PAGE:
In an order issued Tuesday, the court said that the decision to suspend the laws “may assuage the hurt feelings of the farmers and encourage them to come to the negotiating table with confidence and good faith.”
The laws were first passed in September. For decades, the Indian government has offered guaranteed prices to farmers for certain crops, providing long-term certainty that allows them to make investments for the next crop cycle. The new laws, initiated by the government of Prime Minister Narendra Modi, instead allowed farmers to sell their goods to anyone for any price — giving them more freedom to do things such as sell directly to buyers and sell to other states.
But farmers argued that the new rules would leave them worse off by making it easier for corporations to exploit agricultural workers, and help big companies drive down prices. While farmers could sell crops at elevated prices if the demand is there, conversely, they could struggle to meet the minimum price in years when there is too much supply in the market.
More than 100,000 people have been protesting the laws since late November.
There have been sit-ins lasting days along each of New Delhi’s three borders. Farmers have blocked roads and set up makeshift camps, some sleeping on the road or in their tractors. They arrived from numerous different states to participate in the mass protests, at times clashing with police.
All the while, the government has held eight rounds of talks with leaders of more than 30 farmers’ unions that are opposed to the laws — but the talks went nowhere.
The stalemate prompted the Supreme Court to suspend the laws on Tuesday and order the formation of a four-member mediation committee to help the parties negotiate in a “congenial atmosphere.” The mediation committee must meet within 10 days and submit its first report within two months of that meeting, according to the order.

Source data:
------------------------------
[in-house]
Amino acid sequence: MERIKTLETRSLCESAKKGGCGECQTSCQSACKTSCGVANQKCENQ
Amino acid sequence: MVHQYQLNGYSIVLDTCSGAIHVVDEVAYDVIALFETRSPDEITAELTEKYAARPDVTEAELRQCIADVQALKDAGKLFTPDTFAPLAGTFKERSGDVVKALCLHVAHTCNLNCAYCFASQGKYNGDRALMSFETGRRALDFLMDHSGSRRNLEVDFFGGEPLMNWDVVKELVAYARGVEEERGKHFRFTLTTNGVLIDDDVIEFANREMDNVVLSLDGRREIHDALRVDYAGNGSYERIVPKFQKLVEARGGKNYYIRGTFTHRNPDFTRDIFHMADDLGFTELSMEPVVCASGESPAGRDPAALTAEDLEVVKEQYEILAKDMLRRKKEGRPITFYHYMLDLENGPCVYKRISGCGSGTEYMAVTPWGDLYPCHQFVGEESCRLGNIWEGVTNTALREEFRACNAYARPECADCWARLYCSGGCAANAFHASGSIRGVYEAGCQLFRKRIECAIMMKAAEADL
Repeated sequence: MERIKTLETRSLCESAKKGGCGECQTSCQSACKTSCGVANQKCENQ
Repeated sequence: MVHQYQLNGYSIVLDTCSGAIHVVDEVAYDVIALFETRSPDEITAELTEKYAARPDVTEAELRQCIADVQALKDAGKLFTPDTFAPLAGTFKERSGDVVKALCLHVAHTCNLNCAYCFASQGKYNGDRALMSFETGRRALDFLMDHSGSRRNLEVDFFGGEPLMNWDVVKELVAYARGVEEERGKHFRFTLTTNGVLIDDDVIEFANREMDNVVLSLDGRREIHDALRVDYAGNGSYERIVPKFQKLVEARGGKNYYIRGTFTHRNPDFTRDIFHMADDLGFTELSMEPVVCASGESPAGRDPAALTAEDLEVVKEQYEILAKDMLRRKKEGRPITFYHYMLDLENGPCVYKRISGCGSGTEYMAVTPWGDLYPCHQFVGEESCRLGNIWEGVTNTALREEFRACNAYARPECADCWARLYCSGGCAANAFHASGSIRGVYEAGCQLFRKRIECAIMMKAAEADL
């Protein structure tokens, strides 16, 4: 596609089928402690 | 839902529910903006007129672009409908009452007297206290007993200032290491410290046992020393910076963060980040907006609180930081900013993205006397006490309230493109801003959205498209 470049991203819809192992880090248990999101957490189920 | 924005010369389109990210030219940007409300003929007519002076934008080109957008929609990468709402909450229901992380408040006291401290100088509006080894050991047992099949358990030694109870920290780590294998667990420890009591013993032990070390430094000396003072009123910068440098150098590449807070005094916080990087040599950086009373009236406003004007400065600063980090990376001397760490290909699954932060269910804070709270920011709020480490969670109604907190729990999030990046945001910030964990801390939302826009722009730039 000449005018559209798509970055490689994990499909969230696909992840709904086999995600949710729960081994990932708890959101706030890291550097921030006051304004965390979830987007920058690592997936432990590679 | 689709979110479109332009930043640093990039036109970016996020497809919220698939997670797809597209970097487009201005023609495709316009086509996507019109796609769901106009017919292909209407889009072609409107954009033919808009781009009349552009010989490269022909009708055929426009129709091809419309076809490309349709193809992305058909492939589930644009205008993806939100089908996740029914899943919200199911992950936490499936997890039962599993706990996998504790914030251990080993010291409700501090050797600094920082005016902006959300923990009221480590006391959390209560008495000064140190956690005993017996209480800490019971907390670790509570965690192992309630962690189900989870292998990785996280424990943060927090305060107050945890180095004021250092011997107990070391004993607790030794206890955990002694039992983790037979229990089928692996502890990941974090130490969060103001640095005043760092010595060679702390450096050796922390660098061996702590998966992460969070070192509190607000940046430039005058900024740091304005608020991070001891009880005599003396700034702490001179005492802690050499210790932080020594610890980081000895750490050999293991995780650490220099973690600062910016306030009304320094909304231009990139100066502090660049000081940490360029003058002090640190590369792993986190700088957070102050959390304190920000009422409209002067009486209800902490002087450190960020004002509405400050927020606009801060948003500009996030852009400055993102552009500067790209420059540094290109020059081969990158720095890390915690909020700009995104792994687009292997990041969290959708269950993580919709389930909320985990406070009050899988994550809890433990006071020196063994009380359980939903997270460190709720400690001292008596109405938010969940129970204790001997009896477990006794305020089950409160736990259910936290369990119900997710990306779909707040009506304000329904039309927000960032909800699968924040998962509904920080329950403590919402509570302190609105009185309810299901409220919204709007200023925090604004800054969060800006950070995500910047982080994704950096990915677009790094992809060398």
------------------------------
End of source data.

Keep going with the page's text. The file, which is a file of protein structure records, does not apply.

The court also said on Tuesday that the minimum support price protection would be maintained until further orders — one of the primary points of friction between the government and farmers. Under the court order, “no farmer shall be dispossessed or deprived of his title as a result of any action taken under the Farm Laws.”
However, the umbrella group representing farmers’ unions, Samyukt Kisan Morcha, has repeatedly said it would not participate in any court-appointed mediation — and reiterated this point after the new order was issued.
“This is the mischief of the government that they want to relieve pressure from their shoulders so they have asked for this Supreme Court committee, to which we are opposed,” farmers’ leader Balbir Singh Rajewal said at a news conference on Tuesday, adding that the committee members are all pro-government.
The attorney general representing the government in the matter also criticized the Supreme Court order, saying they “opposed vehemently” any interim stay.
The laws have been so contentious because agriculture is the primary source of livelihood for about 58% of India‘s 1.3 billion population, and farmers have been arguing for years to get the minimum guaranteed prices increased. They are the biggest voter block in the country — making farming a central political issue.